Monday, October 18, 2021

Creating Spaces for Graduate Learners to Emergently Design Curriculum Inspired by Complex Systems



Lens of Time: Secrets of Schooling, Biographic, 2017

How do we come to know and understand more about ourselves as part of the emergence of the universe in becoming? Inspired by the characteristics of The Living Universe (Elgin, 2011), as part of Living Systems (Capra & Luisi, 2014), and nurtured by insights from the dynamics of complex adaptive systems and complex emergence, complexity-informed teaching and learning open up fresh perspectives and approaches.

In emergentist approaches, the process of teaching and learning itself becomes centered as a part of the curriculum. Go meta! This term, that means in an eight-week graduate course, I am designing two of the weeks of the curriculum, and also supporting the students as co-designers developing five weeks of the curriculum. We all engage in synthesis in the last week. 

There are river banks to this river of emergent curriculum. These river banks in this case are guidelines for mini-syllabus development and materials curation. Many of these students are doctoral education students, so the approach of engaging in co-designing the curriculum is particularly relevant. We have core texts and readers that students select some chapters from to weave into their particular approaches. They also innovate catalytic experiential activities to warm up the Zoom class sessions.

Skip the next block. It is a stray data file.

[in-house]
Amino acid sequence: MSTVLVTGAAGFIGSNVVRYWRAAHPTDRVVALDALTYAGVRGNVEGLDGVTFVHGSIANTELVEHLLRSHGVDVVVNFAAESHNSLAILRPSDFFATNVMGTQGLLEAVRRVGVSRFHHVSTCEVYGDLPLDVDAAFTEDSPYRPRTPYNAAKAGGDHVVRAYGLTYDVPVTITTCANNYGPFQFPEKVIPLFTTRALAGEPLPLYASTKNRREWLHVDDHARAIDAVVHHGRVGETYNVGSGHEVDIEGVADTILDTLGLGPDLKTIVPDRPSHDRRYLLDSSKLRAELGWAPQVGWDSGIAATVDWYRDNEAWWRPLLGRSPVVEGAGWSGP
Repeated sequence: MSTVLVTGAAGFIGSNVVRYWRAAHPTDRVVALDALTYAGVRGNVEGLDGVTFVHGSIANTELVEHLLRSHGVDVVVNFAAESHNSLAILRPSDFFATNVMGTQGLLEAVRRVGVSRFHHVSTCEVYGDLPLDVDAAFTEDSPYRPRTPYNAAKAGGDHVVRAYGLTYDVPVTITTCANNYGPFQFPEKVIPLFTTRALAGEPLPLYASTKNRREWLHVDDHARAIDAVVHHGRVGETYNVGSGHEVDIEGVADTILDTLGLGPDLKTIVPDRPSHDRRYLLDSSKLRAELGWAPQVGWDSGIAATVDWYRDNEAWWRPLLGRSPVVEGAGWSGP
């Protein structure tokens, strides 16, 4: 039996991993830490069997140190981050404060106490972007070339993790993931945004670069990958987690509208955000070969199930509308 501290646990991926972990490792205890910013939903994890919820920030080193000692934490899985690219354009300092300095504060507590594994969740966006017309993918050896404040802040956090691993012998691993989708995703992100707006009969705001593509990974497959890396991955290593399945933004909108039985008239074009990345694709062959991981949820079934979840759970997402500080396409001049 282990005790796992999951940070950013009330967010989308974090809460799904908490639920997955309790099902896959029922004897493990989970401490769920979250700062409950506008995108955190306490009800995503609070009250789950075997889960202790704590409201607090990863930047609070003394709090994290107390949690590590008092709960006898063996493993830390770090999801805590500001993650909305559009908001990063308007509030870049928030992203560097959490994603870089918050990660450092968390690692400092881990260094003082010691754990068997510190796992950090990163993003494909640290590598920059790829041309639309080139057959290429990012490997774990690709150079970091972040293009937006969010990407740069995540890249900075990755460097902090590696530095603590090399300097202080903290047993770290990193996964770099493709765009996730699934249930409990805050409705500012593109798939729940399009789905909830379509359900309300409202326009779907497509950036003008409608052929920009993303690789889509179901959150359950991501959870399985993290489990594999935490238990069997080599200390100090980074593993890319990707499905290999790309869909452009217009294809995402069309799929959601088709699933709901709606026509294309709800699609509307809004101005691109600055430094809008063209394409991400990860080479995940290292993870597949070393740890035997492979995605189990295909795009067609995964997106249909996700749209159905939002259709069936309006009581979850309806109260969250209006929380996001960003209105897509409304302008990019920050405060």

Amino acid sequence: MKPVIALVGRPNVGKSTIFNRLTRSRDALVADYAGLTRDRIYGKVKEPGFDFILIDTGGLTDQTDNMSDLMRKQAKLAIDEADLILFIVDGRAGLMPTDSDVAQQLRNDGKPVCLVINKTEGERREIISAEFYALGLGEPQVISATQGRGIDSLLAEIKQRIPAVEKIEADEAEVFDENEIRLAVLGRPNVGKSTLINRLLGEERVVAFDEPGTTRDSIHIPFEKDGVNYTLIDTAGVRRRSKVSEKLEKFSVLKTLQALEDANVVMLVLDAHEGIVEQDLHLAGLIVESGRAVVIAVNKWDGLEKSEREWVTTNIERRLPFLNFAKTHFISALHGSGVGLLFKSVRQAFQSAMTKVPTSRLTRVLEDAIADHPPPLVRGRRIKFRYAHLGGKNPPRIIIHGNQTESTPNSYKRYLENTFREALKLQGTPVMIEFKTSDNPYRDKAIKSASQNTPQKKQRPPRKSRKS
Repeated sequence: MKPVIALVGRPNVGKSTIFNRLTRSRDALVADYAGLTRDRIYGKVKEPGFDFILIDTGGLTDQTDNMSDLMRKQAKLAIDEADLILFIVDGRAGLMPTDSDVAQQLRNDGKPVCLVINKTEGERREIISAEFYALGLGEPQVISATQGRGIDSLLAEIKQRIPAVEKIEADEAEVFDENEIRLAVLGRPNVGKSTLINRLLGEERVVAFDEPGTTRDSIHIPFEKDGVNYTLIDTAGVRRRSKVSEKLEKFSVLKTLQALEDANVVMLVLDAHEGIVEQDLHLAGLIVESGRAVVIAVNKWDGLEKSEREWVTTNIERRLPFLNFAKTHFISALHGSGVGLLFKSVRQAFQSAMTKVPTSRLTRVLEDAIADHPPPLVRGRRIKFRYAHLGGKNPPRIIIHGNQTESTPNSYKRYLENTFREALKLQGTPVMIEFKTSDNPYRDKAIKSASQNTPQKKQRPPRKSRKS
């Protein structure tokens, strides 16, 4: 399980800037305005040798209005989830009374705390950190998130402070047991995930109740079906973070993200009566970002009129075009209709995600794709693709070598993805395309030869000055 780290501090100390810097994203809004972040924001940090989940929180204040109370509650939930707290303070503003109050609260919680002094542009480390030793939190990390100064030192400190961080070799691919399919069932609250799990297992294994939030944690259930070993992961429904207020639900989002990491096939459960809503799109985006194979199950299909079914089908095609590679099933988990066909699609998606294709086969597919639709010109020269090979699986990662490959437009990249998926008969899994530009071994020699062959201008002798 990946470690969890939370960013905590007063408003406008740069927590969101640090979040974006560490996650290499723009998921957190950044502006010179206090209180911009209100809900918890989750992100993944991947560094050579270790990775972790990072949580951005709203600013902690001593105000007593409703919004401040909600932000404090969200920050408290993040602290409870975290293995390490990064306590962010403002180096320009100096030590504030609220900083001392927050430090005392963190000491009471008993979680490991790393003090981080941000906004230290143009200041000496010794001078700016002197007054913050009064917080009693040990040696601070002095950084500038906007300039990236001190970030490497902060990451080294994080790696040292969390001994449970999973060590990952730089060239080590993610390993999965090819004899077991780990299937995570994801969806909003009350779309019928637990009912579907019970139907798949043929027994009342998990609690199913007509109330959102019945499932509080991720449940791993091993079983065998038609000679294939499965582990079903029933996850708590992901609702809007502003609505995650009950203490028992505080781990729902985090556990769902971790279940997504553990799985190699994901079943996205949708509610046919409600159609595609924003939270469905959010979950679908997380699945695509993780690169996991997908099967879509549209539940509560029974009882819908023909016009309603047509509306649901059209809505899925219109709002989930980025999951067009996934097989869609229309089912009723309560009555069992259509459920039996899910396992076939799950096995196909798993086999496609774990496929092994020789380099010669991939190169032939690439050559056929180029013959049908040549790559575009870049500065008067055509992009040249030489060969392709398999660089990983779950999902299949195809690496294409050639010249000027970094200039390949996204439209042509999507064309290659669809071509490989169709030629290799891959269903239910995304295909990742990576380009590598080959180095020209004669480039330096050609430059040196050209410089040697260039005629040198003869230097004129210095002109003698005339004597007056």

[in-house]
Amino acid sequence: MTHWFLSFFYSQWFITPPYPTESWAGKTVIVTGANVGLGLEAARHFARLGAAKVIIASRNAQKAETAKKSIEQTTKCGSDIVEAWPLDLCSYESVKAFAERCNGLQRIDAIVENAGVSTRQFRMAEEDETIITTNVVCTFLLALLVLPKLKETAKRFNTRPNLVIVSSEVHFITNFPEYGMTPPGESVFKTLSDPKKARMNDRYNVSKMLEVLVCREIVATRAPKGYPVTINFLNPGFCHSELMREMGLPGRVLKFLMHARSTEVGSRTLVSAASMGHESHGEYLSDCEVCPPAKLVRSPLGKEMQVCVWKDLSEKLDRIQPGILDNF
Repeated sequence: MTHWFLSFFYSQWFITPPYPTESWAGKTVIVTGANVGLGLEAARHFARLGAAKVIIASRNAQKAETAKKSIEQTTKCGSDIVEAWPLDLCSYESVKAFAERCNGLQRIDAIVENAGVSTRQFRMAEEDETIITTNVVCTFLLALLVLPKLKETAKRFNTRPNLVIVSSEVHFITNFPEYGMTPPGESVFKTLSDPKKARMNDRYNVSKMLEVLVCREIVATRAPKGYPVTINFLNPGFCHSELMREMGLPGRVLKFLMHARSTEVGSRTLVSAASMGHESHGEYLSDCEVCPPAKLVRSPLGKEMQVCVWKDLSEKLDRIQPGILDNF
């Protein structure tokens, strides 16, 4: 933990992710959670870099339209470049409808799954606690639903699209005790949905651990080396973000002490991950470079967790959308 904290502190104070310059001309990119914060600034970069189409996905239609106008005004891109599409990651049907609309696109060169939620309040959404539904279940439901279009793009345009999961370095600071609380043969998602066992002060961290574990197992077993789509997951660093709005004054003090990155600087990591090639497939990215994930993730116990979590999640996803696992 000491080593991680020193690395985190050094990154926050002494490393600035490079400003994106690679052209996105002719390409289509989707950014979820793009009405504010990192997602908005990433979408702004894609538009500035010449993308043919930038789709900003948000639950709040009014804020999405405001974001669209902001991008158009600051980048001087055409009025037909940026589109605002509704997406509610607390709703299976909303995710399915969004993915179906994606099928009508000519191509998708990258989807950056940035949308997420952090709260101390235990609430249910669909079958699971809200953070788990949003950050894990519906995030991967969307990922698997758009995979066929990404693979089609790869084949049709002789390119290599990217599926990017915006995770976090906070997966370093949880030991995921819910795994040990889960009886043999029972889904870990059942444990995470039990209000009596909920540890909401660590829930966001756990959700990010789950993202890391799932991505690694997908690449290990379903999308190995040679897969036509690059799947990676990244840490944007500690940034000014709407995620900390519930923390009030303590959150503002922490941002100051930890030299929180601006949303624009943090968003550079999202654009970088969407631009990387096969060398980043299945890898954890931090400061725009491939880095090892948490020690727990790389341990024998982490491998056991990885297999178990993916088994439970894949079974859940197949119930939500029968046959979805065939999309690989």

A key approach is that in order to facilitate complex emergence, rather than focusing on linear outcomes that rely on cause-effect and reductive logics, complexity and systems-informed educators CREATE CONDITIONS. How do we create conditions for transformation and growth?

Two grounded resources come to mind for those interested in this approach:

  • Crowell and Reid-Marr's luscious, narrative-based descriptions in Emergent Teaching: A Path of Creativity, Significance, and Transformation (2013)
  • and Marilyn Taylor's Emergent Learning for Wisdom (2011).

Two research-based volumes that support this kind of approach include Bill Doll & Jayne Fleener et al's Chaos, Complexity, Curriculum, and Culture: A Conversation, and Mark Mason's edited collection on Complexity Theory and the Philosophy of Education (2009). 

The journey begins...

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